What I Learned Travelling as a Single Woman

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Travelling alone can be an amazing experience, there is a great freedom in having no one to please but yourself. You can dine out and read the newspapers through dinner, or happily watch the world go by. You can have your own agenda and meet some great people along the way. Here are a few things I learned that can help to make your experience as enjoyable and safe as possible.

Sweet Dreams!

If you are staying anywhere overnight make sure you book reputable accommodation with rooms that lock. Lock away your valuables, traveller’s cheques, passport and tickets when you’re not using them (in a safe if possible) – and make sure you remember the combination. I’ve had more than one moment of panic when trying to open a hotel safe!

A friend always advised me to ask for a hotel room that is on the first floor or higher if you are concerned about burglaries or break-ins. If you are staying in a hostel, ask for a dorm that is women only. It should help you feel more comfortable and there will always be someone to ask if you have run out of shampoo.

Solo female traveler

A Little Holiday Research

When you are abroad, it’s always a good idea to check the customs and laws regarding dress codes in public. A good rule of thumb is to dress as conservatively as the women around you (unless you are visiting a red-light district, of course!). A bikini might be perfectly fine on a beach in France, but completely frowned upon in India.

If you are planning to visit places of worship (such as temples and churches), it’s good to know the local customs as you may be asked to cover your head or wear long trousers. I was unable to visit The Vatican in Rome on the day I had planned to as I was wearing a dress that didn’t completely cover my shoulders. The security guards were very serious (the kind that could out-stare a goldfish) and wouldn’t let me in. A good tip is to carry a scarf that you can use to cover your head or shoulders if necessary.

Swot up on a little local language to help you get by – it will always help if you’re able to order a meal or buy travel tickets – investing in a phrase book is always wise and can help you no end with common situations such as asking for directions or where the bathroom is. Speaking of bathrooms, if you are eating out, be sure to stick to local fresh produce. Many a case of ‘Delhi-belly’ have been caused by miss-ordering suspect seafood hundreds of miles inland.

Getting Around Gracefully

Avoid high-risk means of travelling (such as hitchhiking), even though it may be tempting and free. Single women are far more likely to be offered a lift, but unless you’re being picked up by a group of travelling nuns it’s generally not a good idea. In addition to this, stick to well-known routes and reliable public transport services.

If you are carrying valuables, use a shoulder bag rather than a rucksack. I have personally had a camera taken from the back of a rucksack without me knowing. I was very cross at the time, and I always wondered what they thought of the photos of my dog. Always try to avoid getting your wallet or purse out in public – instead keep any spare change that you might need in a pocket – preferably with a zip.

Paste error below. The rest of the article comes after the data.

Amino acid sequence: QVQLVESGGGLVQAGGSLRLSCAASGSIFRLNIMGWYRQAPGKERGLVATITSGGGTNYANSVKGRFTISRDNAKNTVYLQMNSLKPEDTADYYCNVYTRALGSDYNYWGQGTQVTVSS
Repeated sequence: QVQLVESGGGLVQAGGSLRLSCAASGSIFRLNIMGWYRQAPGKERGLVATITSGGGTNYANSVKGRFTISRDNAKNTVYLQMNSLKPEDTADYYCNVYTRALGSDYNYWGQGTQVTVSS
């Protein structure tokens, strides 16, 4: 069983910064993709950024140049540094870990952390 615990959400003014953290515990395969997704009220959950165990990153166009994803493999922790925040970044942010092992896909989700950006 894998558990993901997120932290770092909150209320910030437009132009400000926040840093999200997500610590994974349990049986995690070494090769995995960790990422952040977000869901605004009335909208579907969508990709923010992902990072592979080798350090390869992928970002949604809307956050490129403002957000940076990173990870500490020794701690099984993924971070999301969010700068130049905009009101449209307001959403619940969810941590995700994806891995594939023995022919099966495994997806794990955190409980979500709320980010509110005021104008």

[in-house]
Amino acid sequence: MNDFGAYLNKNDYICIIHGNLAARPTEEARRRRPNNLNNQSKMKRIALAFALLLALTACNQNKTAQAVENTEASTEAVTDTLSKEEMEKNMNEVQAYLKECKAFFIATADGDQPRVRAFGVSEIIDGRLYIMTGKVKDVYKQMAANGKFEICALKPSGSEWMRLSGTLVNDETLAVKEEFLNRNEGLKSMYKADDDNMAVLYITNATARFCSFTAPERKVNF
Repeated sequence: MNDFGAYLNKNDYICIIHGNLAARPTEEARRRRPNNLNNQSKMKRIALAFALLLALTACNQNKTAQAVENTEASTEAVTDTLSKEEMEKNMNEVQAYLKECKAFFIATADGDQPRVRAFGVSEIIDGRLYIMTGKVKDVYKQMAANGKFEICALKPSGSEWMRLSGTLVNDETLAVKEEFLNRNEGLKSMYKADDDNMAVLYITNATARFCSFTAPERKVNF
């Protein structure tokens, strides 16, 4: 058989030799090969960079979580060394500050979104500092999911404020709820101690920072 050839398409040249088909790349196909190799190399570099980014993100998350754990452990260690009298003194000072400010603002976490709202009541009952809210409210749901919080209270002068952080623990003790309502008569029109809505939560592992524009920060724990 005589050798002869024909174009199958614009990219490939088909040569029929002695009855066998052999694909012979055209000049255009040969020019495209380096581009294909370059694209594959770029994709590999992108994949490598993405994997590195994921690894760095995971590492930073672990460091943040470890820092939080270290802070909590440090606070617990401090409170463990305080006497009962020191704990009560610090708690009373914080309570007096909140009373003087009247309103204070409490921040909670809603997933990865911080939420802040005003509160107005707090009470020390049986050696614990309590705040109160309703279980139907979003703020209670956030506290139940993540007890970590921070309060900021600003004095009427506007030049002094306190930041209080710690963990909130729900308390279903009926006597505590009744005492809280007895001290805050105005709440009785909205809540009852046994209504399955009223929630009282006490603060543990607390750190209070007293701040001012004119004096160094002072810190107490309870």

If you are travelling by train, pick a compartment with other people rather than an empty one. Sit near the driver or conductor if you are using the bus and make sure you know where you are getting off. I have even asked a bus driver in France to give me a shout when we got to the right stop to make sure that I didn’t lose my way – it saved a lot of hassle. Finally if you are using a taxi, make sure that the taxi company is licensed and reputable.

Taking Care of Number One

Always take photocopies of any important documents you have (such as your driving license and passport) in case you lose them.

If you are worried about unwanted attention from men, how about wearing a fake wedding ring? I have been approached by a rather sleazy Italian man and simply claimed that I was waiting for my husband. I still am as it happens.

Sometimes it may be difficult, but try to avoid looking too much like a tourist. Standing in the middle of the street with a giant map and a confused look suggests vulnerability. Instead, explore new places with confidence and purpose even if you don’t feel like that at the time. Hold your head high and get lost in style!

Eat where the locals are eating and drink where they’re drinking – you will get generally get good quality food at much better prices. Watch out for additional service charges, though (especially in Europe). I was once charged €10 just for sitting at a table in the Piazza San Marco, Venice! I could have bought a good Bellini for that in Harry’s Bar.

Finally, if you’re out at night on your own, avoid drinking too much alcohol as it can impair your judgment somewhat. Failing that, stick to well known brands rather than the local firewater that you may be offered. You’ll feel much better in the morning!

For more travel tips, check out www.GreatTravels.co.uk!

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